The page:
Federal Circuit Lesson on the Written Description Requirement

The Federal Circuit upheld the invalidity of claims of U.S. Patent No. 7,003,500 under 35 U.S.C. § 112, 1st paragraph (pre-America Invents Act) for failure to provide an adequate written description of patent claim terms added by amendment well after the original patent application was filed. Driessen v. Sony Music Entertainment, No. 2015-2050 (Fed. Cir. Feb 10, 2016) (per curiam). The court also upheld the invalidity for indefiniteness of the certain means-plus-function claim terms under 35 U.S.C. § 112, 2nd paragraph. Although the Court designated its decision, which rejected the appeal of pro se plaintiffs, non-precedential, the decision nonetheless provides lessons for patent drafters.

Claim 10 of the ’500 patent recited in part:

A method of merchandise transfer on a computer network comprising at least one buyer computer on a network for operation by a user desiring to buy at least one product and at least one selling computer on said network operating for a purpose to sell said product, the method comprising the steps of:

. . .

sending a payment message as a response to said in person transaction either directly or through other computers on said network to said selling computer on said network;

causing an authorization message to be created on said selling computer in or as a result of said payment message that comprises at least said specification of said product and authentication based on cryptographic key(s), said selling computer being programmed to receive said authorization message for verification of said authentication;

. . .

At issue were the terms “selling computer,” “payment message,” and “authorization message,” these terms having been “added . . . by amendment more than four years after filing the original application that became the ’500 patent.” Two other patents-in-suit, with “virtually the same specification,” also included claims that used these terms.

The Court noted that “the terms ‘selling computer,’ ‘payment message,’ and ‘authorization message’ are not present anywhere in the specification or original provisional application.” Further, the Court rejected the patentee’s argument “that because the words ‘payment,’ ‘message,’ ‘authorization,’ and ‘computer’ appear individually numerous times in the specification, adequate written description for the terms ‘selling computer,’ ‘payment message,’ and ‘authorization message’ is provided.” The court explained that “this argument misunderstands the written description requirement.” Merely showing that these words were present in the Specification in isolation was insufficient to show that the patentee had possession of the “selling computer,” “payment message,” and “authorization message,” at the time the application was filed. Nor were these concepts, as the district court correctly noted, implicitly present in the Specification’s disclosure of “the distinct concepts of ‘secure web transactions’ and ‘public key infrastructure.’”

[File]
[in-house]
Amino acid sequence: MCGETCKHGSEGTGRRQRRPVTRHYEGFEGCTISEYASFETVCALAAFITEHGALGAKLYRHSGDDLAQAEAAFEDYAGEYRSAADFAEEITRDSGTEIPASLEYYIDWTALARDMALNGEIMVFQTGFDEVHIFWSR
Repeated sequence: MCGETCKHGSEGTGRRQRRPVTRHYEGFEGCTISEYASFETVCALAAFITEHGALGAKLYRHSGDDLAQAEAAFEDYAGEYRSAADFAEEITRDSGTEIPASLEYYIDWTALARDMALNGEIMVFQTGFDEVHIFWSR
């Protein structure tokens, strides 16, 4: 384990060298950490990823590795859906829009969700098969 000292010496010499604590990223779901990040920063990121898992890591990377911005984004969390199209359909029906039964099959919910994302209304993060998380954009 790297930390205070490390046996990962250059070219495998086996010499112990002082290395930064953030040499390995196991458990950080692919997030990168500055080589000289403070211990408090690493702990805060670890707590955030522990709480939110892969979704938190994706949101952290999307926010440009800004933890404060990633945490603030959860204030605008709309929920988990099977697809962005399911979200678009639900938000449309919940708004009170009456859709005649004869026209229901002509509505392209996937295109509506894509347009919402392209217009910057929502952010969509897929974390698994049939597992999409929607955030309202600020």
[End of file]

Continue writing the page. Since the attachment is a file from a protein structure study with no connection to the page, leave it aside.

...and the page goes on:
As noted above, the Court also held that certain means-plus-function claim terms were unsupported in the Specification, and thus rendered the claims indefinite. Indefiniteness of means-plus-function claim terms has been covered elsewhere on this blog, especially with regard to last years case of Williamson v. Citrix Online, LLC.

The lessons for a patent drafter and prosecutor may seem clear, but are worth repeating. Simply because an examiner does not issue a new matter rejection under 35 U.S.C. § 112 when claim terms are added by amendment does not mean that a court (or the PTAB) will later agree that the new claim terms are not new matter. One way to avoid this problem may be to explain in remarks accompanying amendments how the new claim terms are supported in the Specification, which many, but not all, practitioners often do. This accomplishes several things. First, it forces the prosecutor to consider the adequacy of support for claim amendments. Second, it at least implicitly suggests that the patent examiner has blessed the applicant’s explanation of support. And third, you will provide a road map for litigators trying to enforce your patent. To this last point, many practitioners, understandably, want to avoid providing this roadmap, and possibly limiting statements, to anyone who might attack a patent, and you will have to weigh this tradeoff.

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Practical Considerations of IPR Estoppel
June 22, 2017 at 12:00 pm EDT
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